It's a "parts" gun...
Meaning one made up from mixed parts, not one good only for parts.
The non matching numbers mean that at some time the rifle was taken apart, along with others, and all the parts mixed up. THis happened quite often, as guns were cleaned in groups, or reworked in groups.
Assuming the parts are all "good" it makes zero difference to the function of the rifle. Collectors pay the most for guns in original issue condition. Everything that detracts from that standard lowers the value, to a collector.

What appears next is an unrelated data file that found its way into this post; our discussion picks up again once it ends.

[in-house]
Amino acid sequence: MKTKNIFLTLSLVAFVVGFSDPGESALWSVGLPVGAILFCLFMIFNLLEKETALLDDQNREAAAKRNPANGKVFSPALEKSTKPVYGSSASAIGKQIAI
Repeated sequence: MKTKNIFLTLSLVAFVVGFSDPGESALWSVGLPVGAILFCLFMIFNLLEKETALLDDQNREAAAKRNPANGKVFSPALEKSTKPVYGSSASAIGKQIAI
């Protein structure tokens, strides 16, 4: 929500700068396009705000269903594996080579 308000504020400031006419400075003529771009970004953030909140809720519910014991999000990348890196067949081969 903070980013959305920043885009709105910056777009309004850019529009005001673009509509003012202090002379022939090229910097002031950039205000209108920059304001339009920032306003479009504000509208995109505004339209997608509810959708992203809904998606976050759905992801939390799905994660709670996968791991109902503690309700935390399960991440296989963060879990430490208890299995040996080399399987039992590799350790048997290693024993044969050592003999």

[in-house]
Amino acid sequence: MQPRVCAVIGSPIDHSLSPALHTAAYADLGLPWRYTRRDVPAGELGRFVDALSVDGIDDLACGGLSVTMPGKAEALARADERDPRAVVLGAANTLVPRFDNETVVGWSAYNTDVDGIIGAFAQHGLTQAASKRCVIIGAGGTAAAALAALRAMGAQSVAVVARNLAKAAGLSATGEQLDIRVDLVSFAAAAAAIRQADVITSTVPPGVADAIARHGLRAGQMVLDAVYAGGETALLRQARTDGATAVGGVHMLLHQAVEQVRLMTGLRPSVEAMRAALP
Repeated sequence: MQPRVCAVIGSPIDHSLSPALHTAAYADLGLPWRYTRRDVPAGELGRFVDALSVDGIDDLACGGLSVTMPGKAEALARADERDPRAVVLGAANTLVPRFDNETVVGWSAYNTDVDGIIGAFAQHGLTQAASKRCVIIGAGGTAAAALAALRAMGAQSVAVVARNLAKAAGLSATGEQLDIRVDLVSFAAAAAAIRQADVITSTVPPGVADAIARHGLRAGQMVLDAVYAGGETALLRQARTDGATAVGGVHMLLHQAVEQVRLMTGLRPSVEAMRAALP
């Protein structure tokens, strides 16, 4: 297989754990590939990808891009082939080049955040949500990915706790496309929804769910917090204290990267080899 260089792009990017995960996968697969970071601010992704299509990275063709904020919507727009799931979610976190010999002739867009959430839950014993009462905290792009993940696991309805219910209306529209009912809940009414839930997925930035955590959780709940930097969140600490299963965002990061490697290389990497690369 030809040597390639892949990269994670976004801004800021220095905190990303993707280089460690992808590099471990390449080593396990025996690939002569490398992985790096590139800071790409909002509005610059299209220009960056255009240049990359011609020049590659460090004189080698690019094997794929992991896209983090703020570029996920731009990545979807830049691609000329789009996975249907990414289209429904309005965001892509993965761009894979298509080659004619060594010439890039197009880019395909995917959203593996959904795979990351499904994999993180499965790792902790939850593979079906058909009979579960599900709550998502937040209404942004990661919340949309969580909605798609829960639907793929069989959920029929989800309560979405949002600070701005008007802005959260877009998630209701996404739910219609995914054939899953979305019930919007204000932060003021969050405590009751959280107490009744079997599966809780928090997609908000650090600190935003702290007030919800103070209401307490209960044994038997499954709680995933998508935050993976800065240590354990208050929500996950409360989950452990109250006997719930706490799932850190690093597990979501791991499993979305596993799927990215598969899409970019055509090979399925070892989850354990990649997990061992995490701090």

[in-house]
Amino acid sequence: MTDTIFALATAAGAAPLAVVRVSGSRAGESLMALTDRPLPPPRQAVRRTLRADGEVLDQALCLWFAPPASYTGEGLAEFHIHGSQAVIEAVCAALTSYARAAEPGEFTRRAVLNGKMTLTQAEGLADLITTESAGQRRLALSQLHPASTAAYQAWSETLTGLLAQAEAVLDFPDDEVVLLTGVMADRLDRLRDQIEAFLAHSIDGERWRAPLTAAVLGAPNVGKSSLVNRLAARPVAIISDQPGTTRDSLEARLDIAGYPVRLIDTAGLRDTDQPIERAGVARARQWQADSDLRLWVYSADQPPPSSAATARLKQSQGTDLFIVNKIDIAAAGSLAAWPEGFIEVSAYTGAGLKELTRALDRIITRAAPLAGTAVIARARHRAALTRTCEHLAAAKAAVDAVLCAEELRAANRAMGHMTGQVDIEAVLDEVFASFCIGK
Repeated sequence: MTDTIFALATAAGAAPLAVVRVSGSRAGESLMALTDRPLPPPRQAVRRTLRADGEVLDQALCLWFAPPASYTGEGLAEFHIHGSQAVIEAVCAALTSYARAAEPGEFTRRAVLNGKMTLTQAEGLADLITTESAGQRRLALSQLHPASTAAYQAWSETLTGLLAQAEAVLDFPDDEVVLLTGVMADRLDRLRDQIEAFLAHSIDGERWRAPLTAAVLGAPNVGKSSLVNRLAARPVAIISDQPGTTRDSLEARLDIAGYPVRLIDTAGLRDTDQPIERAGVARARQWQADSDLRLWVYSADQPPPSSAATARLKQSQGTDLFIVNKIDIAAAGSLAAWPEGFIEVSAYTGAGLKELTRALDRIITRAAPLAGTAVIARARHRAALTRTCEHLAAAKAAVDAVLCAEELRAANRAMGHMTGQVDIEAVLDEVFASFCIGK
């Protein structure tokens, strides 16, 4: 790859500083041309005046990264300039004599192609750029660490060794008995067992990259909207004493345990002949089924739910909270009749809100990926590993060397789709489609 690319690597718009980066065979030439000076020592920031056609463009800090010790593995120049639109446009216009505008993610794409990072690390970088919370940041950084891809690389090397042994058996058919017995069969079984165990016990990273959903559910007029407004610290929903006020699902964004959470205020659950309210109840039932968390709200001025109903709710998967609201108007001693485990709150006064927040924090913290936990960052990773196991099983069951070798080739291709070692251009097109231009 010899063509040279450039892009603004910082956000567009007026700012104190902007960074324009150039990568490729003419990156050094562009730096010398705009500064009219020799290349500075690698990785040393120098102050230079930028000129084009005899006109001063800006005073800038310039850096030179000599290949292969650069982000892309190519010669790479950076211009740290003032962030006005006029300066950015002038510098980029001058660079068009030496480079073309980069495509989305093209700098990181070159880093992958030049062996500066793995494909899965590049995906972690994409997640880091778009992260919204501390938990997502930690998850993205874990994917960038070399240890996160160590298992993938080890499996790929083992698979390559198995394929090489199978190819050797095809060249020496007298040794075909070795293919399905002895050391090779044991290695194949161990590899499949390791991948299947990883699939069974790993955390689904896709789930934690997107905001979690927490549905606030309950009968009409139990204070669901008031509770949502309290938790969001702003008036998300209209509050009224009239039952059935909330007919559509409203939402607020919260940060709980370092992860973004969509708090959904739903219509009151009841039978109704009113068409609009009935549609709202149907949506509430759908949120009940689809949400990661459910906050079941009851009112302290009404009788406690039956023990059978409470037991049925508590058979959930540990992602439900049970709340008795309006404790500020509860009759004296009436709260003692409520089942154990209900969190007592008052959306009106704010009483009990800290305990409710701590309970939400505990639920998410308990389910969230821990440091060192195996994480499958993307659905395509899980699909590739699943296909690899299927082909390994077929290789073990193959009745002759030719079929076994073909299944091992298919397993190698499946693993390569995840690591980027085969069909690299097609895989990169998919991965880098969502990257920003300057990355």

Your rifle is a mis matched model 98, sporterized, and as such it has no value to a milsurp collector. TO a shooter, its value depends on how good a rifle it is.
You've got a mid grade sporter, not the worst done, but nothing fancy or special. Very little interest in that kind of rifle these days, so they aren't worth much cash. Might be a good shooter, if you find the right load for it, one never knows until you try.
Not collectible, and not a high end piece of work, just a good honest deer gun a bit better suited to the deer woods than the original issue version.
All else being equal (and it almost never is) bigger bullets tend to work better.